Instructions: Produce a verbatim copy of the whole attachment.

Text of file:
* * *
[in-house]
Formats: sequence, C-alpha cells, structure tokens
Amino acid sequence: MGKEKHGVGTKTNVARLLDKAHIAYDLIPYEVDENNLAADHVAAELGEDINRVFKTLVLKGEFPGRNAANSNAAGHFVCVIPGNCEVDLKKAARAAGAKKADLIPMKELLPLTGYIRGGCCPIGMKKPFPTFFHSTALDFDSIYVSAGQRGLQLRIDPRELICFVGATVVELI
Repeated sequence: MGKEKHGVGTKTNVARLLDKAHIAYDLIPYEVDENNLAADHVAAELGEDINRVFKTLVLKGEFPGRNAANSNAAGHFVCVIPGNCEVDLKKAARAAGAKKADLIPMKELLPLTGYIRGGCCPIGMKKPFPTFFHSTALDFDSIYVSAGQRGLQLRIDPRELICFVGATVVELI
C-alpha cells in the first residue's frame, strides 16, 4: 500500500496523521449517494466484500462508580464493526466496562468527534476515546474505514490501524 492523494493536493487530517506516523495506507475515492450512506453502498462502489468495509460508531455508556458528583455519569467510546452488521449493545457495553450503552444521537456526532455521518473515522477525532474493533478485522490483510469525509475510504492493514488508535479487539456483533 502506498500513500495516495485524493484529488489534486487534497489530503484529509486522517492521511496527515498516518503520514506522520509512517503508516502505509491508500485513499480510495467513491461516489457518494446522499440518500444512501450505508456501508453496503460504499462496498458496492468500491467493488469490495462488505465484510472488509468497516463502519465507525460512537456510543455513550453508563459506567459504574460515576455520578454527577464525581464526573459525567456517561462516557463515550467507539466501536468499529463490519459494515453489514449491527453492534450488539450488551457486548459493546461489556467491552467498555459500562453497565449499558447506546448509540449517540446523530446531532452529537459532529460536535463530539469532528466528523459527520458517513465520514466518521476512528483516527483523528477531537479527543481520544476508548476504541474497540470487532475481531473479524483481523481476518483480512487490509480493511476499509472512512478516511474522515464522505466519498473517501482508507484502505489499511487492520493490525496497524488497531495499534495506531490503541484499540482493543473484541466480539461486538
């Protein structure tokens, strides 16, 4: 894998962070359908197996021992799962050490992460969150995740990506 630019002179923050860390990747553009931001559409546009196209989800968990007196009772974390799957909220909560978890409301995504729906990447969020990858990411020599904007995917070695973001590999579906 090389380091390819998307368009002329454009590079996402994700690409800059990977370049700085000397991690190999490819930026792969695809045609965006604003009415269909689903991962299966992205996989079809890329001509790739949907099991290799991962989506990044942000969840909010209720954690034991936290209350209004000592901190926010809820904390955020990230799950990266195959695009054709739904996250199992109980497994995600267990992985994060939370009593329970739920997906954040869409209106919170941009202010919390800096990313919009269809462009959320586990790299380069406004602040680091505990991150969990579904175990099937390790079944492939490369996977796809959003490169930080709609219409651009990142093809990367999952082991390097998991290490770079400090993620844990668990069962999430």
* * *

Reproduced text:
[in-house]
Formats: sequence, C-alpha cells, structure tokens
Amino acid sequence: MGKEKHGVGTKTNVARLLDKAHIAYDLIPYEVDENNLAADHVAAELGEDINRVFKTLVLKGEFPGRNAANSNAAGHFVCVIPGNCEVDLKKAARAAGAKKADLIPMKELLPLTGYIRGGCCPIGMKKPFPTFFHSTALDFDSIYVSAGQRGLQLRIDPRELICFVGATVVELI
Repeated sequence: MGKEKHGVGTKTNVARLLDKAHIAYDLIPYEVDENNLAADHVAAELGEDINRVFKTLVLKGEFPGRNAANSNAAGHFVCVIPGNCEVDLKKAARAAGAKKADLIPMKELLPLTGYIRGGCCPIGMKKPFPTFFHSTALDFDSIYVSAGQRGLQLRIDPRELICFVGATVVELI
C-alpha cells in the first residue's frame, strides 16, 4: 500500500496523521449517494466484500462508580464493526466496562468527534476515546474505514490501524 492523494493536493487530517506516523495506507475515492450512506453502498462502489468495509460508531455508556458528583455519569467510546452488521449493545457495553450503552444521537456526532455521518473515522477525532474493533478485522490483510469525509475510504492493514488508535479487539456483533 502506498500513500495516495485524493484529488489534486487534497489530503484529509486522517492521511496527515498516518503520514506522520509512517503508516502505509491508500485513499480510495467513491461516489457518494446522499440518500444512501450505508456501508453496503460504499462496498458496492468500491467493488469490495462488505465484510472488509468497516463502519465507525460512537456510543455513550453508563459506567459504574460515576455520578454527577464525581464526573459525567456517561462516557463515550467507539466501536468499529463490519459494515453489514449491527453492534450488539450488551457486548459493546461489556467491552467498555459500562453497565449499558447506546448509540449517540446523530446531532452529537459532529460536535463530539469532528466528523459527520458517513465520514466518521476512528483516527483523528477531537479527543481520544476508548476504541474497540470487532475481531473479524483481523481476518483480512487490509480493511476499509472512512478516511474522515464522505466519498473517501482508507484502505489499511487492520493490525496497524488497531495499534495506531490503541484499540482493543473484541466480539461486538
């Protein structure tokens, strides 16, 4: 894998962070359908197996021992799962050490992460969150995740990506 630019002179923050860390990747553009931001559409546009196209989800968990007196009772974390799957909220909560978890409301995504729906990447969020990858990411020599904007995917070695973001590999579906 090389380091390819998307368009002329454009590079996402994700690409800059990977370049700085000397991690190999490819930026792969695809045609965006604003009415269909689903991962299966992205996989079809890329001509790739949907099991290799991962989506990044942000969840909010209720954690034991936290209350209004000592901190926010809820904390955020990230799950990266195959695009054709739904996250199992109980497994995600267990992985994060939370009593329970739920997906954040869409209106919170941009202010919390800096990313919009269809462009959320586990790299380069406004602040680091505990991150969990579904175990099937390790079944492939490369996977796809959003490169930080709609219409651009990142093809990367999952082991390097998991290490770079400090993620844990668990069962999430």